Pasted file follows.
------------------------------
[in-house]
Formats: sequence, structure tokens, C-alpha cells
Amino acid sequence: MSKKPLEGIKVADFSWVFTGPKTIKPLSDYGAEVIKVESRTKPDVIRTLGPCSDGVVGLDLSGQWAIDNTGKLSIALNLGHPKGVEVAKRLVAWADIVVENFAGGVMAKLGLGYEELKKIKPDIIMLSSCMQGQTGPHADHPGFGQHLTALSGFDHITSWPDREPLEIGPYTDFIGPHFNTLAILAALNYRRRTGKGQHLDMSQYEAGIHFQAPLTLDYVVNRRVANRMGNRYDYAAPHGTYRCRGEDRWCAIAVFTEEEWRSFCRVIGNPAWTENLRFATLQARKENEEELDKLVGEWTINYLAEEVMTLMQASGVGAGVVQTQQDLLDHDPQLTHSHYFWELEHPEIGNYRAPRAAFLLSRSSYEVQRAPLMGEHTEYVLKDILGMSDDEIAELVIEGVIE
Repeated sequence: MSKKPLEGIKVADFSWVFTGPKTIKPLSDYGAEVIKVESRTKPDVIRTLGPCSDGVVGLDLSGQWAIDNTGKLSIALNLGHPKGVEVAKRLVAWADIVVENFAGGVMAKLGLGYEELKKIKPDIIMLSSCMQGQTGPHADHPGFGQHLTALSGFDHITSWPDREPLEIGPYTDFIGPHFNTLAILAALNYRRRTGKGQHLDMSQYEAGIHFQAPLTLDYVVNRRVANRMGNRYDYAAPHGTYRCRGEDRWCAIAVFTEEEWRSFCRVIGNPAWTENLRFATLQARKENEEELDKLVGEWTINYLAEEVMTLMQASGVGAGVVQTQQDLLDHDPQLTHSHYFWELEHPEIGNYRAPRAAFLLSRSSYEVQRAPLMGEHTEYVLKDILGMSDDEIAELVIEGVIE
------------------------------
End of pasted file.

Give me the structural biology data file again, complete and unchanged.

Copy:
[in-house]
Formats: sequence, structure tokens, C-alpha cells
Amino acid sequence: MSKKPLEGIKVADFSWVFTGPKTIKPLSDYGAEVIKVESRTKPDVIRTLGPCSDGVVGLDLSGQWAIDNTGKLSIALNLGHPKGVEVAKRLVAWADIVVENFAGGVMAKLGLGYEELKKIKPDIIMLSSCMQGQTGPHADHPGFGQHLTALSGFDHITSWPDREPLEIGPYTDFIGPHFNTLAILAALNYRRRTGKGQHLDMSQYEAGIHFQAPLTLDYVVNRRVANRMGNRYDYAAPHGTYRCRGEDRWCAIAVFTEEEWRSFCRVIGNPAWTENLRFATLQARKENEEELDKLVGEWTINYLAEEVMTLMQASGVGAGVVQTQQDLLDHDPQLTHSHYFWELEHPEIGNYRAPRAAFLLSRSSYEVQRAPLMGEHTEYVLKDILGMSDDEIAELVIEGVIE
Repeated sequence: MSKKPLEGIKVADFSWVFTGPKTIKPLSDYGAEVIKVESRTKPDVIRTLGPCSDGVVGLDLSGQWAIDNTGKLSIALNLGHPKGVEVAKRLVAWADIVVENFAGGVMAKLGLGYEELKKIKPDIIMLSSCMQGQTGPHADHPGFGQHLTALSGFDHITSWPDREPLEIGPYTDFIGPHFNTLAILAALNYRRRTGKGQHLDMSQYEAGIHFQAPLTLDYVVNRRVANRMGNRYDYAAPHGTYRCRGEDRWCAIAVFTEEEWRSFCRVIGNPAWTENLRFATLQARKENEEELDKLVGEWTINYLAEEVMTLMQASGVGAGVVQTQQDLLDHDPQLTHSHYFWELEHPEIGNYRAPRAAFLLSRSSYEVQRAPLMGEHTEYVLKDILGMSDDEIAELVIEGVIE